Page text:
NUVO: Roxane Gay reviewed The Sacrifice for the New York Times in February 2015, and said, “Difference is treated as caricature, as the speculations of someone who understands the black or working-class experience only through what might be gleaned from an encyclopedia…” Alan Cheuse of NPR disagreed, saying “Put into the context of our national trauma on police and unarmed victims — this raw and earnest work of fiction offers a mix of fiery drama and the cold bone truths of race as we all live it today.” You’ve written about marginalized characters for decades, and have received accolades for that writing, including some of your writing about race. How would you respond to these two very different takes on your recent work?

Oates:
It was unfortunate that the black writer Roxane Gay took so territorial an attitude toward the novel. She seems to have pretended that I had never written about race before, in any other works of fiction, and that the novel did not in fact come endorsed by Henry Louis Gates, Jr., a brilliant black spokesman and cultural critic who read the novel before publication. She seems to have pretended that I am not from a working-class family myself, and that I have not written at length about such distinguished black writers as James Baldwin, Richard Wright, and John Edgar Wideman; that I would not be familiar with the writing of, for instance, my colleague and friend Toni Morrison.

It was a dishonest review, and strangely hostile when you consider that the novel deals with the tragic consequences of white racism in America, and the victimization of a young black girl. Most unprofessionally, in her haste to condemn the novel by a white woman Gay did not take time to read the grand jury report into the Tawana Brawley case, which was one of my primary sources, and so she did not realize that the plot of the novel differs essentially from the historical case: the young girl of The Sacrifice bears only a superficial relationship to Tawana Brawley. She was a true victim — a “sacrifice.”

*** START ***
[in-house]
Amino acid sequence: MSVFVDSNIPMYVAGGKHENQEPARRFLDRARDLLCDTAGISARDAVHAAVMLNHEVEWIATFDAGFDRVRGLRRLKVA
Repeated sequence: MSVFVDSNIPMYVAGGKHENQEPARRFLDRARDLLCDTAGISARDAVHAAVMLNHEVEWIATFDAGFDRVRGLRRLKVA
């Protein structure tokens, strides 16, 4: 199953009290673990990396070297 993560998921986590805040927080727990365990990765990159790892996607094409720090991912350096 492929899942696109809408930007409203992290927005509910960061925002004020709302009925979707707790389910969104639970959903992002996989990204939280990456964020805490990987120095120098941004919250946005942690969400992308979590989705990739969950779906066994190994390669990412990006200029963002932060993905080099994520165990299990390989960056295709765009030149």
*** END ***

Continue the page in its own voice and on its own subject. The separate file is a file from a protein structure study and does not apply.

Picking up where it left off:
NUVO: In all of your writing, you don't shy away from writing about the dark side of human nature. Do you see your writing as art that exposes wrong, narrates unfortunate truths, incites people to action against injustice, or all of the above?

Oates: Writing is primarily about evoking sympathy for persons different from ourselves. It is not invariably tragic — it may be comic, entertaining. I doubt that any works of fiction today "incite" people to political actions, as Harriet Beecher Stowe's Uncle Tom's Cabin once did.

NUVO: Does art have an inherent social responsibility? If so, do you think your writing lives up to it?

Oates: No, art is not obliged to be anything, even "artistic." You have only to explore contemporary art exhibits in museums to appreciate this.

NUVO: What social issues do you see as important today? You've been tweeting recently about evolution. Is that a topic you could see yourself writing about?

Oates: The revolution of consciousness through social media has been an unanticipated consequence — the fact that, today, individuals can post tweets, photos, videos from virtually everywhere — no longer is the media centralized and dominated by powerful interests.

NUVO: What is your next project? Why did you select it?

Oates: My next novel is The Man Without a Shadow—a novel about the loss of memory, narrated from the perspectives of a severe amnesiac and the woman neuroscientist who studies him for decades. It is fascinating material based loosely on several historic cases.

Visiting Writers Series

Where: Clowes Memorial Hall

When: Sept. 28, 7:30 p.m.

This event is part of a food drive to benefit Second Helpings. Donations of dried pasta or rice will be accepted.


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Emma Faesi Hudelson

Emma Faesi Hudelson

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Emma Faesi Hudelson has too many dogs. When she's not taking care of them, she's practicing or teaching Ashtanga yoga, making vegan enchiladas with her husband, or telling undergraduates not to use semicolons.